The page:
Norway will now pay their male and female football players the same amount, the Norwegian football association has announced.
Players’ union boss Joachim Walltin announced the move in what could be the first of it’s kind for the sport.
Female internationals reportedly earn £296,000 at the moment but that figure will increase to £574,000, including contributions from their male counterparts which will ensure parity. The male Norwegian players will give £47,875, money that they receive for commercial activities.
“Norway is a country where equal standing is very important for us, so I think it is good for the country and for the sport,” Walltin said.
“In Denmark they are still negotiating and in the U.S. things have improved, but we might be the only country where they are treated equally. For the girls, it will certainly make a difference. Some of them are actually working and studying, as well as playing football, and it’s hard to improve then. The feeling of being really respected is very important for them. The federation can see it as an investment to increase the level of the women’s team.”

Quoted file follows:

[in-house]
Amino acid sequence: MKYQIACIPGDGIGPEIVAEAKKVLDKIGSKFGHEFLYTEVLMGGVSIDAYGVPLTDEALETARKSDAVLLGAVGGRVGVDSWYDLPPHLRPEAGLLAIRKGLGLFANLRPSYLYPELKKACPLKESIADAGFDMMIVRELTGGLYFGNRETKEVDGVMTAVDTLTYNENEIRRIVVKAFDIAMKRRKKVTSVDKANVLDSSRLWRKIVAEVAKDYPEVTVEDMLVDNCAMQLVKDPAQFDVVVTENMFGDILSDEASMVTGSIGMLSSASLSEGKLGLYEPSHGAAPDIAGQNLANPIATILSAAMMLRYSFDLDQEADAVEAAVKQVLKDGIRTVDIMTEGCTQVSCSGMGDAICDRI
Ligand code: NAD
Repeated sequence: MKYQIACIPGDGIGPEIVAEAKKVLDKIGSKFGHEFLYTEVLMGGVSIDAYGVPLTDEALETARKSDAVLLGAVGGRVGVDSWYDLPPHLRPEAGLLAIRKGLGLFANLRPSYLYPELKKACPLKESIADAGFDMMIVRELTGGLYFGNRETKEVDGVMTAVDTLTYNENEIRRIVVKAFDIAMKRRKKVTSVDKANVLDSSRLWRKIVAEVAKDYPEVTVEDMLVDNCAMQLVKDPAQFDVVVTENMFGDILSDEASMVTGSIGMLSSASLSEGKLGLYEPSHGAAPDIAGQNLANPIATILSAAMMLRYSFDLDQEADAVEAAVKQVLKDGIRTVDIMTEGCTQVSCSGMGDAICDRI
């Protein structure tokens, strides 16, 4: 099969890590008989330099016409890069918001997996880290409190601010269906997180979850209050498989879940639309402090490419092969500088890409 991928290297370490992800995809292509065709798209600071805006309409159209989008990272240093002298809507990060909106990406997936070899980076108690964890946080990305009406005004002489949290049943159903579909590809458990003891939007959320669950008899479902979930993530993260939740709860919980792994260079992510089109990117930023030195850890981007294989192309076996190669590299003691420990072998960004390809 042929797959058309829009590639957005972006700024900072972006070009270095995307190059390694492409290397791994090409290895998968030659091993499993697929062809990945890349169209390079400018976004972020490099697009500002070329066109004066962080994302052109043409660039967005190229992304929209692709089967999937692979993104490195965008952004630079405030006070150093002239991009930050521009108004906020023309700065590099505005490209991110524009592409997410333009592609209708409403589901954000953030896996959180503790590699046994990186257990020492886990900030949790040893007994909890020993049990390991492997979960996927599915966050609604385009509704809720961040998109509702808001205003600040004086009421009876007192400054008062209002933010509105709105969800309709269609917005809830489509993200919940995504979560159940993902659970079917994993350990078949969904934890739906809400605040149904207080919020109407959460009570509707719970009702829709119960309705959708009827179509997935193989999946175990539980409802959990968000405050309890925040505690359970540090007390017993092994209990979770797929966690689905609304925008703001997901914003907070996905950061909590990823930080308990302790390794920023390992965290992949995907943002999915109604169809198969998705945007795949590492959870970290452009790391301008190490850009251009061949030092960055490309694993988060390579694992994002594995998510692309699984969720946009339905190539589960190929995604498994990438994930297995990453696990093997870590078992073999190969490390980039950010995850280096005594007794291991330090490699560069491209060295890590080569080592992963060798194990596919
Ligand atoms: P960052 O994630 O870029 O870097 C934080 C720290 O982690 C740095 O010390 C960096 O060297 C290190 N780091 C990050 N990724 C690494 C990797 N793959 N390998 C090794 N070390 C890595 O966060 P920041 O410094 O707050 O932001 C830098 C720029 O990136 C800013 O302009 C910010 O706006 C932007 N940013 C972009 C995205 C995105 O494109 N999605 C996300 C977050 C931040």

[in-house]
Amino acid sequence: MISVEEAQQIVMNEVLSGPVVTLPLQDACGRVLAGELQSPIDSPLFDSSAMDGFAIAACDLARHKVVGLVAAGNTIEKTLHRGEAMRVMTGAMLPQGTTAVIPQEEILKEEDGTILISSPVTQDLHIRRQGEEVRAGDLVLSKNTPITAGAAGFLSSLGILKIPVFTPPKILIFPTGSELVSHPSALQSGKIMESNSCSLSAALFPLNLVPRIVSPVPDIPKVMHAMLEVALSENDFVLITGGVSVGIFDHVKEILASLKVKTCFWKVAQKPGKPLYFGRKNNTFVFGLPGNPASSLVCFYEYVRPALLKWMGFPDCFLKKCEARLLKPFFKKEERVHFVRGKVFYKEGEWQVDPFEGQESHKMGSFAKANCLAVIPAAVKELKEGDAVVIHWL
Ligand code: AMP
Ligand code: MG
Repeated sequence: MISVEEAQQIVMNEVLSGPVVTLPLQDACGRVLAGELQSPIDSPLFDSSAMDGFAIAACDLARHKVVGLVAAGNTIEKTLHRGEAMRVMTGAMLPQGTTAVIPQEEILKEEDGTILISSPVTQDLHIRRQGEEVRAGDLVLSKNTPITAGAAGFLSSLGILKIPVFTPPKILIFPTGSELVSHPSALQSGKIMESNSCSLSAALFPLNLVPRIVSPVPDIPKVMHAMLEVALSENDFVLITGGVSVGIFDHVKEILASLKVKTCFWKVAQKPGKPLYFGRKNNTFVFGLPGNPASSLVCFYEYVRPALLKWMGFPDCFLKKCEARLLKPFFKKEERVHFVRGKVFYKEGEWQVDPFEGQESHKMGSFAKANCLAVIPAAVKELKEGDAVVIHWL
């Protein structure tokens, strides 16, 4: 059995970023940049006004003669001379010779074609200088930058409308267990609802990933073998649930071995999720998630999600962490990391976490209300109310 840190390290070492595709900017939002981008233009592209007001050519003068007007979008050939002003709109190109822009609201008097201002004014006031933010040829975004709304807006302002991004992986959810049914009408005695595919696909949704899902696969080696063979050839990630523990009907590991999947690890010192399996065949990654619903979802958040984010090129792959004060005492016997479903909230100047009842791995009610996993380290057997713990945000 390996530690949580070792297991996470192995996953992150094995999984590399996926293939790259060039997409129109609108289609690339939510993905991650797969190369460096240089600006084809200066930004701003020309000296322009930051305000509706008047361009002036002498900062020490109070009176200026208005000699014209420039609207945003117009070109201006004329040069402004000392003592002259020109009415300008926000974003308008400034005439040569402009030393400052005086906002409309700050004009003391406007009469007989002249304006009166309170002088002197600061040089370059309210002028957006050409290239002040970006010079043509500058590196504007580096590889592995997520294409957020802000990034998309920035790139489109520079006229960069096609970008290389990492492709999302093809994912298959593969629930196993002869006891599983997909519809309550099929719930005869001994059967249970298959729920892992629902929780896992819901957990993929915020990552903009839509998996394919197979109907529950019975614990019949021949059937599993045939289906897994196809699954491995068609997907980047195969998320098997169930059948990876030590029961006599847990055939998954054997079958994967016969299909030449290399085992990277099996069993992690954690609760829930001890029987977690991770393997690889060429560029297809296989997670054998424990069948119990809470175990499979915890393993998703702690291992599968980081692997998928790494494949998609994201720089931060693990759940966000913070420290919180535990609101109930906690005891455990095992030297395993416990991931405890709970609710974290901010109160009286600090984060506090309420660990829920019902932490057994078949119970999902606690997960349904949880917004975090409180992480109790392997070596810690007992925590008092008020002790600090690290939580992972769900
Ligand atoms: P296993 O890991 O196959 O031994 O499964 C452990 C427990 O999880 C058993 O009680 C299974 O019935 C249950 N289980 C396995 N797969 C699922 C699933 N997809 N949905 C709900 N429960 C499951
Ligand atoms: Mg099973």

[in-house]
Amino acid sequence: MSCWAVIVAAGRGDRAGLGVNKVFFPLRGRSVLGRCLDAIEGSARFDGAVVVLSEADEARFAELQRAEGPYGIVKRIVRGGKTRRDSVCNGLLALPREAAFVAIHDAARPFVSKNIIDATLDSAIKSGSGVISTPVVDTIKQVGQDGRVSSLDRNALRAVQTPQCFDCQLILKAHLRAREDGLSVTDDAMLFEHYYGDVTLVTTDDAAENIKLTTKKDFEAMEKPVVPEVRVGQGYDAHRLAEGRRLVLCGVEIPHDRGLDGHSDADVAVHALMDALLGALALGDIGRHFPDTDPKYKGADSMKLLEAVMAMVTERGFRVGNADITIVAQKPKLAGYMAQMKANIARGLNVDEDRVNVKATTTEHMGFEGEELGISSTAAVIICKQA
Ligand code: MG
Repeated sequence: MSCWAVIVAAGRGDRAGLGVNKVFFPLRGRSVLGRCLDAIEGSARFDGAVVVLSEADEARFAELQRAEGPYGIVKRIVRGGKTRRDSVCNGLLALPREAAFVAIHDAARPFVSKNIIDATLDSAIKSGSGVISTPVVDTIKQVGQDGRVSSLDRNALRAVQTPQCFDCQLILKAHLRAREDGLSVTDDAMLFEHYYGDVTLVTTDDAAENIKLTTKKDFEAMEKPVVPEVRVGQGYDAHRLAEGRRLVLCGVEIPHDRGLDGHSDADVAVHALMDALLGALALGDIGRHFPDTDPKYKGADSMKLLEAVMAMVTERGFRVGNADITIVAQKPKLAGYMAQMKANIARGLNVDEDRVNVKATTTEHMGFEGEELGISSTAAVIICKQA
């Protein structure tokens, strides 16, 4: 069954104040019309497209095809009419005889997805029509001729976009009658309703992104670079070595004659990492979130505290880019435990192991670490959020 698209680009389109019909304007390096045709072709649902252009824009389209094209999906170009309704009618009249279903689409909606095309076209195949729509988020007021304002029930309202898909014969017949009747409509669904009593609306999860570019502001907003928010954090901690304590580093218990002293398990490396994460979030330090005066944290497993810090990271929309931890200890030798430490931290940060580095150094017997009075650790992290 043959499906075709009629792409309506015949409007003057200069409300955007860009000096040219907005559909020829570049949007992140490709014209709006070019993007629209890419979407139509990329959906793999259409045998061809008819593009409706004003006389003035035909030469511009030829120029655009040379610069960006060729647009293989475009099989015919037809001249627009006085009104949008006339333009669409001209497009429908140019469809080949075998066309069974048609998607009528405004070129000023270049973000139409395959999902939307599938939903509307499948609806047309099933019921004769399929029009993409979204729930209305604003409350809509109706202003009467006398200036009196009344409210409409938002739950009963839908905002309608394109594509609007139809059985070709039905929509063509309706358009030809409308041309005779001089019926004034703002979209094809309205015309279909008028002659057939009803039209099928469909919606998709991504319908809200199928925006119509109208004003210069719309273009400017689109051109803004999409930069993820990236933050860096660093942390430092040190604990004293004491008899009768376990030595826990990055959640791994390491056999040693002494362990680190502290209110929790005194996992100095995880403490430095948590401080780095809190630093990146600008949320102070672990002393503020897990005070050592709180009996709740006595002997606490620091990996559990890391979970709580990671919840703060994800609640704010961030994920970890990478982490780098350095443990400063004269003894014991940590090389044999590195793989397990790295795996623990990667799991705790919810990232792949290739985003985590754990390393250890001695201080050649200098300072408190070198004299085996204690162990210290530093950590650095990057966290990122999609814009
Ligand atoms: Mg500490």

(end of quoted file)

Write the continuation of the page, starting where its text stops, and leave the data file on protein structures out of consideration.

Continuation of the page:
Norwegian FA president Terje Svendsen said he was “incredibly proud” of the decision.
Caroline Graham Hansen, a current international footballer, praised the generosity of the male side in an Instagram post that read:
“This was maybe a small thing for you to do for us. This will maybe not show in your monthly wages. This was maybe an obvious move for you to do! This though means everything for us! For our team! For our sport! But not at least for all the female athletes out there, who does the same work, same sport as men’s do, but get paid less!
“For you to say that equal pay is how it should be, makes me wanna cry! Makes me Wanna hug you all! Thank you for making this step for female athletes. For showing equality and for helping us all, making it a bit easier, to chase our dreams. To make them come true!”